New beginnings, a recap, and reflection
It’s hard to believe that it’s been over a year since the last time I posted something to MattVukas.com. I’m still alive, don’t worry. I guess life has just gotten in the way of publishing anything longer than a tweet or collection of pictures on Facebook. Web hosting issues have caused some headaches as well, but that is sorted out now. Since my last post on 7/8/2014, a lot has happened in my life:
- Launched nowTweets, a social web app I created
- Left Bloomington, IN and moved to Kansas City
- Started working at Cerner as a Software Engineer
- Launched Exaday, a tech news website I created
- Got engaged
- Quit working at Cerner
- Left Kansas City and moved to Denver
- Started working at Placeable as a Software Engineer
- Migrated my blog from self-hosted Wordpress to Jekyll on GitHub Pages
I think that pretty much sums it up. Since this is mainly a tech blog, let’s focus on the most recent tech-related story there.
Why did I leave Wordpress behind?
Wordpress is really bloated. It churns even on a decent server, between the massive pile of legacy PHP code that makes up Wordpress itself and the plugins that most admins (xmyself included) give free rein to. Pretty soon, you’re installing caching plugins to try and deal with the poor performance caused by everything else. At that point, the performance issues you have would make even the Windows Vista developers blush.
Hosting websites is hard. With a self-hosted Wordpress instance, you need a server that can handle a sizable LAMP stack and occasionally handle heavy traffic. Hosting costs money. Even if you get a sweetheart deal like I did and host Wordpress for free on a dedicated server, you still have to deal with proper caching, setting up a CDN, and managing the endless stream of Wordpress vulnerabilities and related updates. It was just all overkill for a simple blog.
##But why is Jekyll on GitHub Pages so awesome?
It’s all based on Git and GitHub. This makes things sooo easy. Just create a new file, write the post in Markdown, then commit and push it to
master. I can even write post-commit hooks to automagically tweet my new articles or send out newsletters. Plus, the fact that my blog is just a GitHub repo means that the data (and change log) is backed up and secure.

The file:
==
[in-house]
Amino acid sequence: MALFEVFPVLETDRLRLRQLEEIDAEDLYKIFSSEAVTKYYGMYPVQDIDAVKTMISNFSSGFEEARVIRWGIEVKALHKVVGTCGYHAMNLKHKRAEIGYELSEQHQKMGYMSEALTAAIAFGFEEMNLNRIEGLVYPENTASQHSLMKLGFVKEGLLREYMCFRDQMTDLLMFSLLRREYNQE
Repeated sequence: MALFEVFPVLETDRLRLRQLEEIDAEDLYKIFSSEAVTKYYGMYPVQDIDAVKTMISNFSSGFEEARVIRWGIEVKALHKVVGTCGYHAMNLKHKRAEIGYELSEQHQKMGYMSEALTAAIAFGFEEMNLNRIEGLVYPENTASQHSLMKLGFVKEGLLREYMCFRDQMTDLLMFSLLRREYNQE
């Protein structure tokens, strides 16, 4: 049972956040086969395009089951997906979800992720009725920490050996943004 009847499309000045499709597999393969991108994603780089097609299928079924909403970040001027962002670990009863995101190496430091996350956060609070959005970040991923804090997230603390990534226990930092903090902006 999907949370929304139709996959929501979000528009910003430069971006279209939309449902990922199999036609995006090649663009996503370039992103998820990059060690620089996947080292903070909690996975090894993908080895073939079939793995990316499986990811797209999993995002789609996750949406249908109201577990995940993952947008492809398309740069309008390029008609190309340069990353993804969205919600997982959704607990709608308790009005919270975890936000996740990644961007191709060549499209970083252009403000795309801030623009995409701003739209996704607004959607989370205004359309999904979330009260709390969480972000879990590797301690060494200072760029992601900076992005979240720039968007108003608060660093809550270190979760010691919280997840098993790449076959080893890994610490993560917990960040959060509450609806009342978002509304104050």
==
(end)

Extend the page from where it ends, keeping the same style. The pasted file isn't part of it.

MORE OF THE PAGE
Nothing beats free, managed hosting. That’s essentially what GitHub Pages is. A self-hosted Jekyll website would already be a huge improvement, since it’s static and essentially immune to DDOS or The Reddit Effect. But being hosted on GitHub Pages means that there will almost never be a hosting issue, there is no “glue” to setup between my local work and the public-facing website, and there’s no bill to pay at the end of the month.
Everything is simple, open-source, and there’s no vendor lock-in. To be fair to Wordpress, it is open source, and you can pull all your content from a self-hosted instance in the form of HTML/CSS/PHP and exported SQL stuff. But this new setup has my blog as an open source repo with all my posts as HTML or Markdown files. It doesn’t get much simpler than that. I like the fact that I’m not relying on 20 plugins from
x number of devs to keep basic blog functionality running and that I more or less understand every line of code powering this new blog.
With a nice, new, clean website design (work in progress) on a solid blogging platform, I’ll probably be writing articles a lot more often. I’ve had a lot of interesting experiences since I moved to Denver in early June, and I’ve run into some new challenges doing Java webdev at Placeable, among other things. I think my blogging career may have peaked with the infamous ‘Comcast is throttling Netflix’ article of February 2014, but I plan to keep making attempts at quality content, because I do enjoy writing. I’m not sure if I’ll write something that scandalous again, but maybe I’ll get lucky with a “considered harmful” essay that blows up on HN. So keep your eyes peeled for new stuff soon.
Revisiting old software projects
Medium, Tumblr, and the re-consolidation of online publishing